- The sensing foil that would allow the tape to switch programs, could dry up, fall off, and the tape would separate, and disappear inside the sealed cartridge. This was especially prevalent on bootleg tapes, that used cheaper sensing foils. Had the tape been reinforced on both sides at this point, the tapes would have been much more reliable. Many modern collectors replace the old sensing foil with a more robust, properly reinforced foil. As of 2014, rolls of new sensing foil and new pressure pads sell at a steady pace on eBay and other specialty online sites who cater to the format.
- The movement of the head at program switch point could sometimes pull the tape up or down, causing the tape to fold over and start playing the back side of the tape. The tape would continue to play, albeit muffled and barely audible. Continued playing would flip the entire tape over, so the tape would be wound on the reel inside with the backside showing. Many vintage tapes can be found with the back side of the tape, facing forward. The program switch point is often the place where the tapes would be ingested into the player i.e. "eaten", when the tape head moved from program 4, to program 1- its furthest track change movement. While moving upward the head would grab the tape, fold it over, and when this fold hit the capstan, it would wrap around the capstan and ingest the tape into the player.
- The "melted" rubber pinch rollers that can be found in many early 8-Track cartridges were the result of the rubber not being fully cured. After discovering this cause, later cartridges used only fully cured (hard) rubber pinch rollers that did not deteriorate over time.
- Tape tension was another cause of unreliability. Prerecorded eight-track tapes tended to hold only a single album, about 46 minutes of content, or 11.5 minutes per track. Consumers wanted the ability to record more music on a single cartridge, so manufacturers came out with units of greater capacity, i.e. 60 and 90 minutes tapes. A few 100 minutes tapes do exist. With the corresponding increase in tape length, there was a greater velocity differential between the tape being drawn from the center of the reel and the tape being fed back to the outer edge of the reel as it passed the capstan/pinch-roller assembly (loop length). A 90-minute tape also exerts more drag on the tape deck motor, making a large AC 120 volt motor imperative to play the longest tapes. Over time, cheaper tapes may tighten, making it more difficult to feed, and to maintain a constant playback speed. Once a tape sheds most of its graphite backing, it will bind up and the tape won't play.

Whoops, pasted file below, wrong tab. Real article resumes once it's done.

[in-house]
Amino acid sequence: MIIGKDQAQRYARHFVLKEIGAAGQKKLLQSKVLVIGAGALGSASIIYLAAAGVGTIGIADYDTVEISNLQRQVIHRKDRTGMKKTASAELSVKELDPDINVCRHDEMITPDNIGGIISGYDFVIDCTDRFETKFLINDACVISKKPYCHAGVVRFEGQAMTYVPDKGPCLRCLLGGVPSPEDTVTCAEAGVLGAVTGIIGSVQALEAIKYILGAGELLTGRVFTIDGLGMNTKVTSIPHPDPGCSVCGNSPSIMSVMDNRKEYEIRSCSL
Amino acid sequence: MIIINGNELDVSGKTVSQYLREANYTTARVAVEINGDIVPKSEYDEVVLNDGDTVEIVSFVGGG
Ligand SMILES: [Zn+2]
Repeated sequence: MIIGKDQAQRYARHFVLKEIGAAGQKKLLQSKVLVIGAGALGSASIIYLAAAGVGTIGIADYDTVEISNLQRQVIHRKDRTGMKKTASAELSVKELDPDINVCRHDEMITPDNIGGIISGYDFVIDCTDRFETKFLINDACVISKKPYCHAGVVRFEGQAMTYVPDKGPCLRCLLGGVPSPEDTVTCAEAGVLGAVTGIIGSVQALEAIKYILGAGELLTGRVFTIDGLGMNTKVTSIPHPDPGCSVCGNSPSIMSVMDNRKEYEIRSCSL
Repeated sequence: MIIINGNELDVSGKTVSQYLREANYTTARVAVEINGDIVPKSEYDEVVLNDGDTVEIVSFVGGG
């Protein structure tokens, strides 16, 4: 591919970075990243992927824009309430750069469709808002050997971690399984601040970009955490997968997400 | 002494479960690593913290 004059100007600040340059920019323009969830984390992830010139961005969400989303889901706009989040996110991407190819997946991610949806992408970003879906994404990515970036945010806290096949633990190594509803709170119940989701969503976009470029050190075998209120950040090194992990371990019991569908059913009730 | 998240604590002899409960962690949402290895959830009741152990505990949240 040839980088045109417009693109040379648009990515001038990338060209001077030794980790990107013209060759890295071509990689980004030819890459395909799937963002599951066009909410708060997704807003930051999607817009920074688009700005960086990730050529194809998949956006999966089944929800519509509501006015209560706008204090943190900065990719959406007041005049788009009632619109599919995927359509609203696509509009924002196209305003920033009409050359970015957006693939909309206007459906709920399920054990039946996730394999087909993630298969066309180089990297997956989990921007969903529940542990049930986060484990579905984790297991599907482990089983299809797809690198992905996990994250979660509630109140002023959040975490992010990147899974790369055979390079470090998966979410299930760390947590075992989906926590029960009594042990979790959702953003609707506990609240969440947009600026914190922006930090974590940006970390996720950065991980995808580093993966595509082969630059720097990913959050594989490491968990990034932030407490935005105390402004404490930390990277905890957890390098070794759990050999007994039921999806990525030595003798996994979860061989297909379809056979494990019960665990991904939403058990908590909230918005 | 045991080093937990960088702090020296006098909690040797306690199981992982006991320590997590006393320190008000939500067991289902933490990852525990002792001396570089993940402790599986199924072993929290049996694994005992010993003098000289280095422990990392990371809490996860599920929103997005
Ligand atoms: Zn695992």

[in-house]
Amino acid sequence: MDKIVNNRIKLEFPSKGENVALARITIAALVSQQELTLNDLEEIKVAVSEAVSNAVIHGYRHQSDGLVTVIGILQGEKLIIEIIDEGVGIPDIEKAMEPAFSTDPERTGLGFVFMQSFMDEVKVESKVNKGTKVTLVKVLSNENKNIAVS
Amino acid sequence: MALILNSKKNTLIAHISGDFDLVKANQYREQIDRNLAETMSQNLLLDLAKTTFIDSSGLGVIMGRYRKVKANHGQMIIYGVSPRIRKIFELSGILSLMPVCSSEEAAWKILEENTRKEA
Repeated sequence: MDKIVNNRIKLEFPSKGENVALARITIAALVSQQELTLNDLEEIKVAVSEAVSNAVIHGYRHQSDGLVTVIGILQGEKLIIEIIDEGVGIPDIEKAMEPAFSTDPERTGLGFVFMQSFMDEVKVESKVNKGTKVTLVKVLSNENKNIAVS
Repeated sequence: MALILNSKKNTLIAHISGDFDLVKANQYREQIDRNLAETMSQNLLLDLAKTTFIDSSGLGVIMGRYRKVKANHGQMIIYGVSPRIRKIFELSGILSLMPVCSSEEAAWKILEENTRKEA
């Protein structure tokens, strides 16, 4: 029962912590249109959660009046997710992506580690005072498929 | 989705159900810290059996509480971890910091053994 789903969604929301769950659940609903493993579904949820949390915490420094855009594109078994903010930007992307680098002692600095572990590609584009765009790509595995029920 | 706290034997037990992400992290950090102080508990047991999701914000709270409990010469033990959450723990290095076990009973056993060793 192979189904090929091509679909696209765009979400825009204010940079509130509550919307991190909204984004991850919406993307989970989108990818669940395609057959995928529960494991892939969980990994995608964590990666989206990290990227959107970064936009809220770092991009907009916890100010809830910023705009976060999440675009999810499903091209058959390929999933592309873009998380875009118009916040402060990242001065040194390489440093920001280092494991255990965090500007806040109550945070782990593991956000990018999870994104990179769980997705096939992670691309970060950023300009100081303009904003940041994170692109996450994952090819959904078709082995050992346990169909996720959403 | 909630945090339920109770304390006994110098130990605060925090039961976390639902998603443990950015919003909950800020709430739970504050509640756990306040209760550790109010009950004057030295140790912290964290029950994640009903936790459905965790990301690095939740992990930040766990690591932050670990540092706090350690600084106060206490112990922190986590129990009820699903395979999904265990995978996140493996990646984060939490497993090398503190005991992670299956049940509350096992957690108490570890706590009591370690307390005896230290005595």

When the sliding tape pack would pull itself tight, for whatever reason, a jammed 8-track cartridge was the result. A quick solution was to hold the cartridge in one hand, facing down, while pulling out a section of, about 4-6' in length from the outer winding side. A quick tug on the tape would cause it to immediately wind in and the result was a loosened up tape pack that would play correctly.
Failing that, another solution was to open the cartridge, cut the tape at the splice, and relieve the excess tension by manually unwinding one or two sections from the outer edge of tape (loop length) while keeping the reel stationary, then re-splicing the tape, with a fresh piece of foil. Another, simpler fix was to shake the cassette in the plane of the tape reel with a rotary motion, sometimes this would cause the windings inside to rotate and loosen. If the cartridge has shed its graphite backing, it would have to be discarded. Small businesses that specialize in transferring audio tapes to digital format can remove the tape from the surrounding plastic cartridge box and play it on a small reel-to-reel player to extract maximum sound fidelity.
A decrease in the quality of the parts used in the eight-track cartridge, that is, plastic pinch rollers, lubricant quality and quantity, etc., was another blow to the faltering format. As these problems further reduced the reliability, sound quality, and consistent tape speed, the eight-track eventually developed a reputation for being unreliable.
The Stereo 8 introduced the problem of dividing up the programming intended for a two-sided LP record into four programs. Often this resulted in songs being split into two parts (the split was often made during an instrumental break or a repeated chorus), song orders being reshuffled, shorter songs being repeated, and songs separated by long passages of silence. Some eight-tracks included extra musical content to fill in time such as a piano solo on Lou Reed's Berlin, extra verses on The Rolling Stones' Some Girls and a guitar solo in Pink Floyd's Animals.
In rare instances, an eight-track was able to be arranged exactly like the record album version, without any song breaks. Examples of this are Quadrophenia by The Who, and some versions of Days of Future Passed by The Moody Blues. Other examples of this rarity are Freeways by Bachman-Turner Overdrive, Live - Bursting Out by Jethro Tull, Live Bullet and Nine Tonight by Bob Seger and the Silver Bullet Band, Caught Live + 5 by The Moody Blues, The Concert in Central Park by Simon & Garfunkel, Layla and Other Assorted Love Songs by Derek and The Dominoes, Octave by The Moody Blues, the US version of Three Sides Live by Genesis, Pictures at Eleven by Robert Plant and Coda by Led Zeppelin (a record club only release).